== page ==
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By María Paula Varela

After he abandoned a promising career as a writer, Ulises Carrión (1941, Mexico–1989, Holland) became a key figure in Mail Art, a prominent international movement of the 1970s and 80s. He used Mail Art to integrate the visual arts and written words and to investigate how alternative forms of distribution affected the messages themselves. Carrión thought of the postal system as a form of oppressive surveillance he called the “Big Monster.” Consequently, the artistic interventions he made with Mail Art transformed post offices into spaces that subverted state bureaucracies. Carrión termed this destabilization “knocking at the Monster’s door.”[1] 

Ulises Carrion: The Big Monster, installation view, ISLAA Foundation, New York, 2019

Ulises Carrión: The Big Monster, installation view, ISLAA Foundation, New York, 2019

The Big Monster archive is comprised of ten projects he created that engage with this theme. Seven of them are shown in this exhibition. Its title—Post/Master—pinpoints a shift away from art to culture, while simultaneously highlighting the bureaucratic figure of the “Master” of the post office, which Carrión made explicit reference to in his Erratic Art Mail International System (more on this below). Not only does Carrión act as his own postmaster—an organizer of all the Mail Art projects—but my use of the prefix post also qualifies master, alluding to the art historical term “Old Master,” and in so doing referring to Carrión’s probing of artistic originality and authorship.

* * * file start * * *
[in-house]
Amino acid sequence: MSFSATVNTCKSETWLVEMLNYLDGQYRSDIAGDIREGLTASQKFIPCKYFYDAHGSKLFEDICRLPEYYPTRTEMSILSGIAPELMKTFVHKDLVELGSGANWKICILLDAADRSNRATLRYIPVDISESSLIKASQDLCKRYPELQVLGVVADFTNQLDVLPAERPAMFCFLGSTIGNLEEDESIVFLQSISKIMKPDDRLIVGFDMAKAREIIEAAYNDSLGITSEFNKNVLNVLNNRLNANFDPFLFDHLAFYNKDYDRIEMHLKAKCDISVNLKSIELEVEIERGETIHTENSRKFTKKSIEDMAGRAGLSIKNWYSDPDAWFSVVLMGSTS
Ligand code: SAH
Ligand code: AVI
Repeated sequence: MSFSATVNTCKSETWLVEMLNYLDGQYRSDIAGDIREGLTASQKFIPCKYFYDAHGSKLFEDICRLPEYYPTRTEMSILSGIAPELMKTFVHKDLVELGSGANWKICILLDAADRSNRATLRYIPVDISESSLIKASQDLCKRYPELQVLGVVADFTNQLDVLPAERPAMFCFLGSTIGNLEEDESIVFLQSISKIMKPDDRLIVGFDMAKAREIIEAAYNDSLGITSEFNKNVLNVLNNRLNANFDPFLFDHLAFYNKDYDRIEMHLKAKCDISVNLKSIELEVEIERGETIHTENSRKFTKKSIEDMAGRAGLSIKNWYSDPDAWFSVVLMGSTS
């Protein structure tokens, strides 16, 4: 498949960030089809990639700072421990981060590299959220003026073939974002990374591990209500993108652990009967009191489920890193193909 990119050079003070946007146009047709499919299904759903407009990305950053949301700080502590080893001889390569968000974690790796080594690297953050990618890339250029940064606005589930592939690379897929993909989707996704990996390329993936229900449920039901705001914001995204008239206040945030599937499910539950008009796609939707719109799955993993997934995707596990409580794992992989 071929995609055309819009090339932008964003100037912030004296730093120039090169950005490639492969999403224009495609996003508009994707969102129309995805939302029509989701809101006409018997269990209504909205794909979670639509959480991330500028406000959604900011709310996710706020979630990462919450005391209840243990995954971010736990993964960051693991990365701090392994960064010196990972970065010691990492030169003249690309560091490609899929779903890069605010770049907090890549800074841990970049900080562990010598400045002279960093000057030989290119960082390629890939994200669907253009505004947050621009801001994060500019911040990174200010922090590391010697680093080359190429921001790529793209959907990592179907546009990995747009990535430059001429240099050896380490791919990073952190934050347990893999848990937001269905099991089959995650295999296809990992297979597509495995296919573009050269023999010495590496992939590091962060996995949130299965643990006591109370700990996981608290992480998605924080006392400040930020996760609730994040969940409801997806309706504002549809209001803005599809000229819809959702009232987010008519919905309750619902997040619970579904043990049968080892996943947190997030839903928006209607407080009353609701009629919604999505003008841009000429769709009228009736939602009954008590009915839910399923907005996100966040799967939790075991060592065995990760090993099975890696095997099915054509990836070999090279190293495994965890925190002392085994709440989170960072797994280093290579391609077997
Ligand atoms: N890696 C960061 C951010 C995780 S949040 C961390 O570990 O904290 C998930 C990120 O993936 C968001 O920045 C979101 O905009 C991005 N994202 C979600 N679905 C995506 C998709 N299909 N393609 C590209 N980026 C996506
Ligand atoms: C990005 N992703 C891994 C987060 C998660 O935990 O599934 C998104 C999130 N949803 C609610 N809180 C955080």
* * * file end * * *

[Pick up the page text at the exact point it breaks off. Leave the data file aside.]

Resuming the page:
Carrión’s work operates in defiance of a solipsistic experience: his works are premised on collective exchange. For example, Definitions of Art hinges on a collective reflection of a common theme. Carrión sent postcards stamped with the words “Art is:” and allowed the recipients to fill in their definitions of art. In this way, Carrión surpassed corporeal and geographic boundaries to create a shared dialogue about the nature of art. He received an array of answers that spanned from political convictions to witticisms. For example, as seen in the exhibition, Santiago Mercado proposed that art is “ANARCHY,” while John Baldessari retorted that it is to “LEARN TO DRAW.” Robert Rehfeldt, on the other hand, affectionately maintained that art is “COMMUNICATION WITH YOU.” With a similar proposition in mind, Carrión created Feedback Pieces for his exhibition at the Print Gallery in 1981. The invitations he sent out asked the participants to reconstruct the bottom half of the invitation, which he had shredded. The part that he had destroyed had the definition of Mail Art, which thus became impossible to reconstruct. The participants were asked to sign it and send it back to the gallery. He received a total of 243 responses, many of which were in different formats. For instance, a participant sent a small, embalmed piranha that has the shredded invitation hanging from its teeth.